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   Share this article     Summary of Editorial column Wine Tasting 
  Editorial Issue 229, June 2023   
The Torments of BordeauxThe Torments of Bordeaux  Contents 
Issue 228, May 2023 Follow DiWineTaste on Follow DiWineTaste on TwitterIssue 230, Summer 2023

The Torments of Bordeaux


 There is no peace in the vineyards of Bordeaux. The vintners of the famous French wine land – among the most iconic in the world – are decidedly concerned and are making no secret of it. The French wine industry, to tell the truth, also the one of other countries, is going through a not exactly flourishing period, with significant drops in consumption and sales such as to arouse quite a concern among the producers of the country. Figures are saying the sales and export of French wines, especially those of Bordeaux, are registering a significant decline and not only as regards exports, but also for domestic consumption. The French – this is what the latest estimates seem to suggest – are strongly decreasing the per capita consumption of wine – in particular, the red one – with effects which seem to be significant for the entire wine industry. At the same time, the interest of the French for beer is growing, with consumption clearly increasing to the detriment of wine.


 

 Over the last few decades, the consumption of red wine in France has undergone a drastic drop, going from 120 liters per year in the 1940s to around 40 today. Estimates suggest a further decline for the next few years, forecasting an annual per capita consumption of red wine of just 25 liters. This time it is not because of the infamous effects of the recent Covid-19 pandemic, indeed to the new fads and social trends which favor a greater consumption of white and rosé wines. A decline that has brought its greatest effect, of course, in the territories historically and traditionally committed to the cultivation of red berried varieties, such as Bordeaux, of course. Estimates indicate a drop in the consumption of red wines of -32%, with a consequent economic loss of -6.2% due to lower sales. By way of comparison, the drop in sales volume that is affecting the sparkling wine production in France is just -0.5%. A decidedly significant difference.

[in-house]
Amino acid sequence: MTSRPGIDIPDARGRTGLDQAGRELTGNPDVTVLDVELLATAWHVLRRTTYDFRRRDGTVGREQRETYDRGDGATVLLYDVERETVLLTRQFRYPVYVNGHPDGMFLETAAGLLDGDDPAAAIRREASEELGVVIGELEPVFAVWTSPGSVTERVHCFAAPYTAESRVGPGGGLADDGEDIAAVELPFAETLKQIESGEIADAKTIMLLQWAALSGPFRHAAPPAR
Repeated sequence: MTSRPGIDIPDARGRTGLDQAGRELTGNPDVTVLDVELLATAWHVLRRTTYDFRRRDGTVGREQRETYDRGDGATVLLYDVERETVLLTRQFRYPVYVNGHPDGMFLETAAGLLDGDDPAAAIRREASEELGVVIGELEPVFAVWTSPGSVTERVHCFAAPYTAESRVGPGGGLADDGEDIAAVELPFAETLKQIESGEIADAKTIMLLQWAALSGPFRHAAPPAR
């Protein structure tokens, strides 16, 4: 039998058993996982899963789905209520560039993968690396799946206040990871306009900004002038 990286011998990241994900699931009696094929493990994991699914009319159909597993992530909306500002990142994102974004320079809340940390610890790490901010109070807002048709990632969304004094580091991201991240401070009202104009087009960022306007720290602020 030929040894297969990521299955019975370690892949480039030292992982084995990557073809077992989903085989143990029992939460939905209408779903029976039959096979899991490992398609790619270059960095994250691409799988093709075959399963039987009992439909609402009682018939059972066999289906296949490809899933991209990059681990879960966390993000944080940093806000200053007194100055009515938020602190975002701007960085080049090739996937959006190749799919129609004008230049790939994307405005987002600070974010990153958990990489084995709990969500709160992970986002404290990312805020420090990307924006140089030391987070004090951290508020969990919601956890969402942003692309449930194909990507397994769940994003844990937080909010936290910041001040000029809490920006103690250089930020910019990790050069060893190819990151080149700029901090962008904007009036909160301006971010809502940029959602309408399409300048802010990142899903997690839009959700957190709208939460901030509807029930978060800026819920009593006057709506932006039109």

A loss which is having a considerable economic impact on the profits of Bordeaux wineries, so much so that it is starting a real crisis in the sector. For this reason, at the beginning of the year, the vintners of Bordeaux asked for the intervention of the French government in order to get an economic compensation deriving from the loss and which, it seems, are going to happen for the imminent future as well. Furthermore, the vintners have requested to uproot part of the vineyards, an unfortunate and disgraceful operation which not only deprives the environment of the beauty of its vineyards, but also the inevitable loss of profits. After all, if the wine from those vineyards cannot be sold, the only thing left to do is, so to speak, act accordingly and limit future losses. It is a known fact that maintaining and cultivating a vineyard, harvesting its grapes and transforming them into wine has a cost that is not exactly trivial in the budget of any winery. The estimates and requests suggest a frightening quota of 15,000 hectares of excess vineyards, therefore to be uprooted, equal to about 10% of the total area destined for the cultivation of vineyards in the whole territory of Bordeaux.

 Unfortunately, this is not the only problem afflicting the Bordeaux wine industry. If the uprooting of vineyards limits the future production, there is still the problem of the destination or use of the red wine currently produced and which will probably remain unsold. Due to this specific condition, the French government has approved the distillation of the excess quotas for 2023, foreseeing a cost of approximately 160 million euros for the operation. In this regard, it should be noted France had already adopted a similar measure in recent times and, precisely, in 2020. On that occasion, because of the drastic drop in consumption resulting from the effect of the Covid-19 pandemic, the French government had approved the distillation of excess wine. Unfortunately, the torments of the Bordeaux vintners do not end there. Indeed, the vineyards of the iconic French wine-growing area are suffering the effects of flavescence dorée, a disease endemic in Europe and with a high spreading capacity.